Three candidates are competing for the role of DCU Students’ Union Welfare Officer 16/17 in the SU election. The College View spoke to the three candidates about their SU welfare goals.
Alison Ring, Cody Byrne and Shane Parsons are the three students vying for the office of Welfare Officer.
Alison Ring, a final year Journalism student, has been active in society life throughout her time in DCU, with a heavy involvement in Enactus.
Her objectives include: compiling an Accommodation Advisory Service, running consent workshops, introducing a Physical Health Week and an Accessibility Awareness Week.
To engage students on campuses that she will not be based on, Ring proposes to create a mobile SU and get out of the SU for a week to “eliminate that sort of almost daunting setting for a first year”.
Asked about her plans to improve mental health stigma, campaign manager Shane O’Mahony said Alison wants to “teach people how to cope with their mental health” and that she does “believe the stigma of mental health has been very well addressed by the previous welfare officers.”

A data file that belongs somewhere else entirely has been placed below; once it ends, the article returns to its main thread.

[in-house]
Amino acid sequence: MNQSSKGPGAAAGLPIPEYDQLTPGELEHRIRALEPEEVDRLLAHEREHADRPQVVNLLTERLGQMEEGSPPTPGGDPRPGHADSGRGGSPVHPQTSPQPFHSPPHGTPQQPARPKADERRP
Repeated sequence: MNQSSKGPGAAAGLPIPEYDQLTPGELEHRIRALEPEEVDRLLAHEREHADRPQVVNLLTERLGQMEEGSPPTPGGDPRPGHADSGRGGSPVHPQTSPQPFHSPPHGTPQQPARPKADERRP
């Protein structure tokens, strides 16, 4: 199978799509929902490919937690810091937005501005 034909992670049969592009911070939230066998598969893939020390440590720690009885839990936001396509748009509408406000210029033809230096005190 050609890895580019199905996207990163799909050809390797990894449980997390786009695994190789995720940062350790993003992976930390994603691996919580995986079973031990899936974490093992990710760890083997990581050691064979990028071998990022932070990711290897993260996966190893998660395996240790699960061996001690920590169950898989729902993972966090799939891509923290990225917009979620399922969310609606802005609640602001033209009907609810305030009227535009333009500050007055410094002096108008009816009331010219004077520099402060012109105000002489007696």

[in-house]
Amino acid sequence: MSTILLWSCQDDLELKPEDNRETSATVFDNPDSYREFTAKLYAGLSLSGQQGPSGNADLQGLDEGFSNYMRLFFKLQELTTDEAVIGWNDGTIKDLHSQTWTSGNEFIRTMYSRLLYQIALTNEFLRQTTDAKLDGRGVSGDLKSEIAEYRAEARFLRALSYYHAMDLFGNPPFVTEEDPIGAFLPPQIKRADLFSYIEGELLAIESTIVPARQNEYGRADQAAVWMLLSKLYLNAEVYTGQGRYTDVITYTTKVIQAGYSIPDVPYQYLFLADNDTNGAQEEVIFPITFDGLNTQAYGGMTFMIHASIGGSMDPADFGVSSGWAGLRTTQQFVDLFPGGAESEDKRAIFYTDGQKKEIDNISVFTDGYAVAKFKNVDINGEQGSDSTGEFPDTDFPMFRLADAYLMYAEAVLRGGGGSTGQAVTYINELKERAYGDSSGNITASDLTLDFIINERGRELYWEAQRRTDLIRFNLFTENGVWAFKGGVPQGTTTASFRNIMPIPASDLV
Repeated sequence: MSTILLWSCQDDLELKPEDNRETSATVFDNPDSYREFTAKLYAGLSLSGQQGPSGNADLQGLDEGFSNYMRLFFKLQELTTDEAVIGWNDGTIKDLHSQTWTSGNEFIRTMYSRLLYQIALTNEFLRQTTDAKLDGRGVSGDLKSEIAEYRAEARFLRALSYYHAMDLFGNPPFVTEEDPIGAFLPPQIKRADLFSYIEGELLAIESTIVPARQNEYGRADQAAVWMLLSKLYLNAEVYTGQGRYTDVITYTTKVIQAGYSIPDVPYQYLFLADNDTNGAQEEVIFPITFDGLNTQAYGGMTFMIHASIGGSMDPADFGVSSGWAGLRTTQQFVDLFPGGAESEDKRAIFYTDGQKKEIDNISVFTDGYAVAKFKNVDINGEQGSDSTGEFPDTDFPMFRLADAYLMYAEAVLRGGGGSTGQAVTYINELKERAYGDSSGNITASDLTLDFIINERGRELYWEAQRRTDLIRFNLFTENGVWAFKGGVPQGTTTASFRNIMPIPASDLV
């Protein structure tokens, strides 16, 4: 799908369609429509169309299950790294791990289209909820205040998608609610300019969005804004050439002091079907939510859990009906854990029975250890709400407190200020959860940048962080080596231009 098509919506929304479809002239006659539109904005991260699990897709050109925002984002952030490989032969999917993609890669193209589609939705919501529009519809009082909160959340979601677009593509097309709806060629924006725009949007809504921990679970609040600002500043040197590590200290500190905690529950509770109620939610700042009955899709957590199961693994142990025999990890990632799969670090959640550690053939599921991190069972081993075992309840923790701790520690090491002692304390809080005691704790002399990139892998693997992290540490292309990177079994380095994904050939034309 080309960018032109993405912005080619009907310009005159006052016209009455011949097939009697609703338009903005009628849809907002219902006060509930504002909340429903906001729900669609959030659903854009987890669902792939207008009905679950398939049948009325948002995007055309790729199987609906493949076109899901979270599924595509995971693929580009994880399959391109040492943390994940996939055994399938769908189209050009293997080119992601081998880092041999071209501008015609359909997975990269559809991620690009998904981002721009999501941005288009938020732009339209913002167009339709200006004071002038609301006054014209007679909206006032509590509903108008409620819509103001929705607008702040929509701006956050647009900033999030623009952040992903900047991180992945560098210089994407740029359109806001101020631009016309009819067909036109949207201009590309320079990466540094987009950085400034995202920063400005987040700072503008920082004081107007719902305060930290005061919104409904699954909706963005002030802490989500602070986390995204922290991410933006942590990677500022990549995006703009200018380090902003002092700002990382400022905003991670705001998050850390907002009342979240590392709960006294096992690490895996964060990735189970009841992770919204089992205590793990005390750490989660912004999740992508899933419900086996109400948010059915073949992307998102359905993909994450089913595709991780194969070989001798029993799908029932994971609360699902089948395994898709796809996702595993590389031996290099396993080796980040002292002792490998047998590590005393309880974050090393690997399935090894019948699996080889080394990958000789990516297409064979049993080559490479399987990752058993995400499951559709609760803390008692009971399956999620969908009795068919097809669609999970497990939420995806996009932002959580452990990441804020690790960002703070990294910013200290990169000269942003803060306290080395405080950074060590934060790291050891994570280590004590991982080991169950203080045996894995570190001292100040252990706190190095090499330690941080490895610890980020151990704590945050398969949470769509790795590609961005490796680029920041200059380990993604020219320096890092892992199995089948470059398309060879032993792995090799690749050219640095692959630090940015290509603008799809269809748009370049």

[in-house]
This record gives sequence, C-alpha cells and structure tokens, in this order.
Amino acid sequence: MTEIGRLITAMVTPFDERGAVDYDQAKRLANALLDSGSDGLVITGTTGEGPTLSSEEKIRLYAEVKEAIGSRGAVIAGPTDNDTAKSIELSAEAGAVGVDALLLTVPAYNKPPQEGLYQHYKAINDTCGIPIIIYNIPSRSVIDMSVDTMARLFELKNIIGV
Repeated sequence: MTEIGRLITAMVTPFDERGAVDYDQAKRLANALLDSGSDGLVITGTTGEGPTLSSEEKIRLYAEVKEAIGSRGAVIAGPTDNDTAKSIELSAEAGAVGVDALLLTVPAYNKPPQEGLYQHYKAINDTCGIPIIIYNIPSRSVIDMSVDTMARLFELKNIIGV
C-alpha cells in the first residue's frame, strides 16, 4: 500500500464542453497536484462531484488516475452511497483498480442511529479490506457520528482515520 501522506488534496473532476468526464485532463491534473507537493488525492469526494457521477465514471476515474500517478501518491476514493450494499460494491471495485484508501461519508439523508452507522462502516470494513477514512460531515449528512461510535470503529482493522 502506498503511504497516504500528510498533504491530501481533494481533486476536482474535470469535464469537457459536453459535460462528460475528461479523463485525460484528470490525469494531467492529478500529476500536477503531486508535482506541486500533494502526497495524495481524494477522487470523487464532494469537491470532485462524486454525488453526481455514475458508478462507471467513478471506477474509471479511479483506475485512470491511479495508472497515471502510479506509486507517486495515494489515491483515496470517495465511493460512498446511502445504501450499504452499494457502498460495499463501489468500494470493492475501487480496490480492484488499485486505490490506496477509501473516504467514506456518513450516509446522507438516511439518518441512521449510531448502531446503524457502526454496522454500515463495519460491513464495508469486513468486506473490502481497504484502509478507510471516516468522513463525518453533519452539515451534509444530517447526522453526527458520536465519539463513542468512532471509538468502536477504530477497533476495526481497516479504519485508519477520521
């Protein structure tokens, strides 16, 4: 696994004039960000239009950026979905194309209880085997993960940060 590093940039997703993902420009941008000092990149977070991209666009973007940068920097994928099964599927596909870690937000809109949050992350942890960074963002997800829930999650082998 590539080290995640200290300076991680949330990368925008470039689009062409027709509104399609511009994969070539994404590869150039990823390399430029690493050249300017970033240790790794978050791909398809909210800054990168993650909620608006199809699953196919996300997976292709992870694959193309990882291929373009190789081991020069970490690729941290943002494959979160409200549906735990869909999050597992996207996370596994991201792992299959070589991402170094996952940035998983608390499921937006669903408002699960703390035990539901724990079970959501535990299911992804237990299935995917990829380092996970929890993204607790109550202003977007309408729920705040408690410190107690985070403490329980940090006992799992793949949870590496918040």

Cody Byrne, a Psychology student, is the chairperson of the Irish division of the largest student led organization in the world, is a class rep and a student ambassador.
His objectives include: establishing an accommodation website on the DCUSU page, creating an online peer support system and student blogs, and running more mental and sexual health workshops.
When asked about engaging students on other campuses Byrne said, “it’s just time management and ensuring that if an event is happening on campus that it’s happening on another” and that he has to make sure he’s around and showing a presence.
Byrne plans to enhance social awareness regarding disability issues and run a disability week. “When I was growing up in America we had a disability week,” Byrne said. “You get a newfound respect for them”.
Shane Parsons is a St. Pat’s student, running a joint campaign with Jack Bruton, an Engagement & Development candidate.
His objectives include: the setup of an accommodation app, mental health awareness days, consent workshops and free STI tests.
To engage with students off the Glasnevin campus, Parsons proposes to throw himself out there and talk to people face to face. When you’re talking to someone face to face, you get to know who they are, you get to know their personality, you get to know what they’re about,” Parsons said. “I think that will engage students more”.
Parson wants to run mental health days throughout the year, “We only have one mental health week, throughout the whole two semesters. So why can’t we have a few days throughout the semesters and then have a week,” Parson told The College View.